“Yes”, he beams back at me, “it’s a great place, eh?”

 

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[picture missing]

 

When the night bus leaves the train station, I am having trouble holding some tears back. I wish I would have done things differently. I wasn’t supposed to feel that way. I was supposed to have the time of my life, like everyone said. And I feel like I could have, if I had not felt pressured into doing something that was never on my list in the first place.

In the morning, very close to Brisbane, where my plane to Singapore is leaving from in a week’s time, I see my own reflection in the bus window. With heavy bags and dark shadows underneath my eyes. I hate myself lately. I’m just a pile of whiny bullcrap because I’ve been feeling the weight of the world on my shoulders again. The blob is annoyingly active these days. Time to calm it down with cheap massages, soothing temples and of course, bugs out of a frying-pan.

 

ImageI took it as a sign. GET IT??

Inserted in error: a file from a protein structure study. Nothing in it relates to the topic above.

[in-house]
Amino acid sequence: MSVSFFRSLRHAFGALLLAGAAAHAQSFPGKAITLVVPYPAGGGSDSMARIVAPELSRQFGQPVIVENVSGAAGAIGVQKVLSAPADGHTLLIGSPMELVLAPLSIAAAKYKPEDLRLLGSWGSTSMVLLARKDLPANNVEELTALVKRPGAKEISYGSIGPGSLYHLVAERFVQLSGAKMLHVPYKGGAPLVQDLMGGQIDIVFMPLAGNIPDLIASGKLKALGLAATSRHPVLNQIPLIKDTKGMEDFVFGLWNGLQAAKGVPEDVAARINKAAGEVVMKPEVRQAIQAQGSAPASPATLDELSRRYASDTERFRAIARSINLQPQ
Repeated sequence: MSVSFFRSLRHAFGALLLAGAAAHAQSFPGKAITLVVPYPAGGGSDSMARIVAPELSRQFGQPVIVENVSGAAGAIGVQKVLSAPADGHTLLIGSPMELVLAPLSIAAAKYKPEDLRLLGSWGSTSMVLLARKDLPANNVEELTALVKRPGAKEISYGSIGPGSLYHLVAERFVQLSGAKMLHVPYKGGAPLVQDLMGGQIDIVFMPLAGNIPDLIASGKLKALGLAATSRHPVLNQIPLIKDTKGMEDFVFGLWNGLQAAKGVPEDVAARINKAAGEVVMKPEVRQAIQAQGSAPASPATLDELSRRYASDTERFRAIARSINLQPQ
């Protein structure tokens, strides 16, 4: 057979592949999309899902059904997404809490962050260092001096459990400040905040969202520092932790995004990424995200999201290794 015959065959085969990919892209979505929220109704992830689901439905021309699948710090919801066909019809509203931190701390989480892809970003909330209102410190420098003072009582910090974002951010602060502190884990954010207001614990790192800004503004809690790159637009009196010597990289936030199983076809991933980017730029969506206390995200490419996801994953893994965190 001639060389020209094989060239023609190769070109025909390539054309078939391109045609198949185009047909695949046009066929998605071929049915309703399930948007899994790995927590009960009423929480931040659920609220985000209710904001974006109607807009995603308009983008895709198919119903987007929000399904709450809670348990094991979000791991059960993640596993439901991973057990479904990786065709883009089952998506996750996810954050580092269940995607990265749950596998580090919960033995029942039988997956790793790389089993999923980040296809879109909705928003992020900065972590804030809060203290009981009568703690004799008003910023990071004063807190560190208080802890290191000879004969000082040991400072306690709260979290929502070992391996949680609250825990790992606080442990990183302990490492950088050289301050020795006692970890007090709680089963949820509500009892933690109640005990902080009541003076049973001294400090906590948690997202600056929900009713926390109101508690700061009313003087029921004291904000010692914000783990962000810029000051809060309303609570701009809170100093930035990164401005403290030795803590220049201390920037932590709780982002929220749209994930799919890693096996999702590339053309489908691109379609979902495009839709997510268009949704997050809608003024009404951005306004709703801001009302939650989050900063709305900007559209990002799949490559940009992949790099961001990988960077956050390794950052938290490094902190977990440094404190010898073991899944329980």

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The Spiders in the Grapevines

Or: That dirt will never come off my hands again

Once upon a time there was a farmer named Michael.

Michael lived in a very funny place people generally referred to as ‘Down Under’, as everything in this country was upside down. His ancestors had come to the state of New South Wales many decades ago, from a far away land called Italy in Europe.

To honor their memory, Michael decided to take over a grape farm with hundred year old grape vines, and vowed to use them to make the best wine in all of New South Wales. He called the farm ‘Fruitshack’.

Luck wasn’t on Michael’s side, and he soon realized that harvesting grapes was tedious and very hard work – way too much for just one person. The big bad winery he had a contract with demanded tonnes of grapes, more than he was able to pick himself. Each day, Michael grew more and more weary and anxious. He couldn’t give up the Fruitshack…

In his very desperate state, Michael made a fateful decision: On a quiet and particularly dark Wednesday night, he visited an old witch that many didn’t know was hiding in the surrounding forest. He promised her 3 bottles of his finest wine each month if only she would help him out of his precarious situation. The witch agreed to this deal, and put a curse on the Fruitshack! No one who was to come here would be able to leave within at least 6 weeks, and was magically bound to help Michael pick grapes despite getting paid next to nothing. The poor souls should be happy and do the work with a song on their lips and good spirit in their hearts.